Luzerne County Council Chairman Rick Morelli has asked council to use its home rule investigative powers for the first time to examine the county’s past contributions to the county Transportation Authority.
The request followed an announcement the state is withholding $3.16 million in funding to the authority, which provides public bus and van service, due to years of inflated senior citizen ridership counts.
The authority operates independently, but council appoints the authority’s nine governing board members and provides a local match for the authority to secure state funding.
The county’s home rule charter gives council authority to study, audit and investigate matters “it determines are in the best interests of the county.”
Council has the power to administer oaths and issue subpoenas and can compel witnesses to attend meetings and produce documents and other evidence.
Councilwoman Linda McClosky Houck had proposed the idea of using these powers to examine the authority in May, in part after Councilman Edward Brominski publicly raised allegations about “ghost riders,” but council members did not act at that time.
Morelli said he will request a motion invoking council’s investigatory powers at a Feb. 12 special council meeting scheduled to vote on budget amendments. The state penalty is based on inflated ridership counts dating back to 2005.
“I think that all funding to LCTA from 2005 through the present must be closely reviewed,” Morelli wrote.
County Chief Solicitor C. David Pedri said he has requested a report on county contributions to the authority during this period and will present the information to the county manager and council.
Brominski’s suggestion to cut the authority’s allocation from $500,000 to $200,000 is among eight proposed 2014 county budget amendments to be discussed at a public hearing Wednesday night.
The authority has a $7 million reserve that will be tapped so its routes and staff of 145 can continue operating while state funding is withheld.
Brominski has repeatedly questioned why the authority hasn’t offered the county relief from its contribution.
“If you have a $7 million surplus and Luzerne County is in dire straits financially, don’t you think in all good conscience they would say they don’t need our money this year?” Brominski said. “That would be the right and moral thing to do.”
Councilman Stephen A. Urban has asked the same question for years because the authority has a fund reserve while the county has none.
Authority officials have told county officials state funding will be lost if the county fails to provide a mandated 15-percent match. Authority Executive Director Stanley Strelish and several authority employees attended Tuesday’s council meeting to say the reduction would force the agency to close its doors, jeopardizing services to disabled veterans and minimum-wage job holders who rely on public transportation.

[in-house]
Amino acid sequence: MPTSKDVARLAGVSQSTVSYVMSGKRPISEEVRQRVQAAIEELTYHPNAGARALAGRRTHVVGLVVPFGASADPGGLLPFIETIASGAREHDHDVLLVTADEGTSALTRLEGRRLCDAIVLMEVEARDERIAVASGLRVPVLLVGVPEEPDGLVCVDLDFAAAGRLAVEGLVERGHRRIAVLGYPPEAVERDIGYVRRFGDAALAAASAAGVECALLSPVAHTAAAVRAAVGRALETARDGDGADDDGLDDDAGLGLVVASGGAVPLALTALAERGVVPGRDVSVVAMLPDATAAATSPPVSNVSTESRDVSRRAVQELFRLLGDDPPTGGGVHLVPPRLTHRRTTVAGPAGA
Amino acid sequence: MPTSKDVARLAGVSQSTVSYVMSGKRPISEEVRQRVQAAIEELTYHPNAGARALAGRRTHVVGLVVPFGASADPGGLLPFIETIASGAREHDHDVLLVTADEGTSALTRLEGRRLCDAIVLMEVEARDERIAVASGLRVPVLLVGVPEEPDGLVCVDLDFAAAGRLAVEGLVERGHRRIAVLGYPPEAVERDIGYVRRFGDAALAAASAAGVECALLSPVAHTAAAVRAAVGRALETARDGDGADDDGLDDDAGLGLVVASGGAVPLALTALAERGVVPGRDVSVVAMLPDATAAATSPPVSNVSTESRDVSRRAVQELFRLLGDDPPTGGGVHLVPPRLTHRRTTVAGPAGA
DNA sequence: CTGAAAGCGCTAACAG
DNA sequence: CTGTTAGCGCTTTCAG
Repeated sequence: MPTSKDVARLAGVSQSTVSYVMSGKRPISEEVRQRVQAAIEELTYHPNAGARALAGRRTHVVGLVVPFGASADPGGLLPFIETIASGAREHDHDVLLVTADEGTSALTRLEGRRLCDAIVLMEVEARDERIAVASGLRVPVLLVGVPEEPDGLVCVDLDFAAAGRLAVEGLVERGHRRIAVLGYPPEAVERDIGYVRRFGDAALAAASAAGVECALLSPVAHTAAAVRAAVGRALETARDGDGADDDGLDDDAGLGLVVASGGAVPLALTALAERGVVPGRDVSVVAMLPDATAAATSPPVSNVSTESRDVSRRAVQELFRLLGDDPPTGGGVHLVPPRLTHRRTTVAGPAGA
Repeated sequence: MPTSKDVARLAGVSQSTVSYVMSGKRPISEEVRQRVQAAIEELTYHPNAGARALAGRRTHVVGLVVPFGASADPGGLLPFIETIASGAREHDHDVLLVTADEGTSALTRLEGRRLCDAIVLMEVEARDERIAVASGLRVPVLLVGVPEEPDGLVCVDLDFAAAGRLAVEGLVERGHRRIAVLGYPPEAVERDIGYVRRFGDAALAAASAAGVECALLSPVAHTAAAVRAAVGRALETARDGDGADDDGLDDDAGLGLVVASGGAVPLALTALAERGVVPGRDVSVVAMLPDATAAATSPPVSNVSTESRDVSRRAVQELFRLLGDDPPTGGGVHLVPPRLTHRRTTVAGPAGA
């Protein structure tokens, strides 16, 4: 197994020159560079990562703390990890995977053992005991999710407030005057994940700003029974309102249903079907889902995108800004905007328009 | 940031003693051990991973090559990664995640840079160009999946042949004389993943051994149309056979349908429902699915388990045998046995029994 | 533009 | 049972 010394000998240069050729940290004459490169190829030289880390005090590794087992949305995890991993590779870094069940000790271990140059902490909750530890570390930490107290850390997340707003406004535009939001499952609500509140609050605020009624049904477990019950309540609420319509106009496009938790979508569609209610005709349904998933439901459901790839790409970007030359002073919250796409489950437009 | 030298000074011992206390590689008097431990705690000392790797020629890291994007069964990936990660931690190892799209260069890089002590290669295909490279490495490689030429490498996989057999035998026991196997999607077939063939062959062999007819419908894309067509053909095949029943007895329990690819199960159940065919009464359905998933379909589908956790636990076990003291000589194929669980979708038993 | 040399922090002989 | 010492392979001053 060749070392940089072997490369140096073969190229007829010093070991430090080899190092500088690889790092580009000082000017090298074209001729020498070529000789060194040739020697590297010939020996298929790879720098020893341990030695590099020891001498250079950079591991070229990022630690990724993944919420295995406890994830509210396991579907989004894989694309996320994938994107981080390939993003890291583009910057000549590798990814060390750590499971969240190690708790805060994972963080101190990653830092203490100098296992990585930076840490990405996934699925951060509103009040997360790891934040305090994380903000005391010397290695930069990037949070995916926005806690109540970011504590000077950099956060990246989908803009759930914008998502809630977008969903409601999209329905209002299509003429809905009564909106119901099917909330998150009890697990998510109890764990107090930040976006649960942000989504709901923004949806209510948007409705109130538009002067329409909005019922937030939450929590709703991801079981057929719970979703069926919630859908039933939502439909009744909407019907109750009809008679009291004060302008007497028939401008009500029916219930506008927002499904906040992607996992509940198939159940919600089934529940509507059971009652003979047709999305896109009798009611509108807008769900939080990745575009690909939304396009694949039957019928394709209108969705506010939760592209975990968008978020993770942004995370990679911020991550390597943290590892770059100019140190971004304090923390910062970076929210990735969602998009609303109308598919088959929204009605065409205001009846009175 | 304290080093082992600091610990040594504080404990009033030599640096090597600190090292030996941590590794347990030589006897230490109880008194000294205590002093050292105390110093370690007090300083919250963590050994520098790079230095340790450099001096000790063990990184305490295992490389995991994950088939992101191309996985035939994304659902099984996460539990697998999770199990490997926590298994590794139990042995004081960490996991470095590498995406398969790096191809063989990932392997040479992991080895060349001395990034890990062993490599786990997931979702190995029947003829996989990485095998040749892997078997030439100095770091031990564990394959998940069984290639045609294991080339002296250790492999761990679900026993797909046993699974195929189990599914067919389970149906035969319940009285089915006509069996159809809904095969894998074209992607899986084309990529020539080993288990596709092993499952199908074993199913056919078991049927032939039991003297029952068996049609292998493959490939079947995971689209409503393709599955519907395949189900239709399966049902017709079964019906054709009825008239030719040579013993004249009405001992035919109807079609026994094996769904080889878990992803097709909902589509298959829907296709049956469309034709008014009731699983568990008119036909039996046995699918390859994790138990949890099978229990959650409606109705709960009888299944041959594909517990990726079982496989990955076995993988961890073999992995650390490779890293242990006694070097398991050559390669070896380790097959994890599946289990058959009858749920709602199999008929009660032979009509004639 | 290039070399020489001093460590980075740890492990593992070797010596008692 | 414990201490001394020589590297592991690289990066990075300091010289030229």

But state transportation department spokesman Rich Kirkpatrick said Friday the authority’s reserve can be counted as a local match if the funds came from the county.
Strelish estimated $300,000 to $400,000 of the reserve is from county funds. He said Friday he has been contemplating the option of using this money to reduce the county’s 2014 payment and will propose it at Wednesday’s budget hearing.
“Maybe we can work something out with the county to lessen the burden they’re facing. But if they deplete the entire amount in the reserve, they’d have to come up with the full amount the following year,” Strelish said.
Kirkpatrick said the 15-percent local match is mandated by Act 44, though Luzerne County and others have been permitted to advance toward the 15-percent over time without a loss in state funding. He stressed reserve funding that came from the state cannot be used as a local match.
Strelish, who has denied any knowledge of or involvement in ridership miscounts, said he developed the reserve through efficiencies so money would be available for emergencies, potential expanded services or other operating needs. The money can’t be used for capital projects, such as the purchase of buses, he said.
The state transportation department made a presentation to authorities across the state in October indicating misstated ridership counts may be an issue in other public transportation systems outside Luzerne County.
“We’re not alone,” said one authority representative who spoke on the condition of anonymity.
Kirkpatrick declined comment on potential problems in other transportation systems.
The ridership controversy has fueled discussion among county officials about other changes.
Replace LCTA members
Brominski is reviving his proposal to replace some sitting authority members, though authority members have said they do not believe council has legal authority to remove active board members before their terms expire.
Morelli also said he wants to explore merging the county authority with Lackawanna County’s transportation system and possibly Hazleton’s.
A joint venture could lead to more efficiencies and funding opportunities and speed up options to enhance services, including a proposal for a passenger rail system between the Hazleton area and Scranton, he said.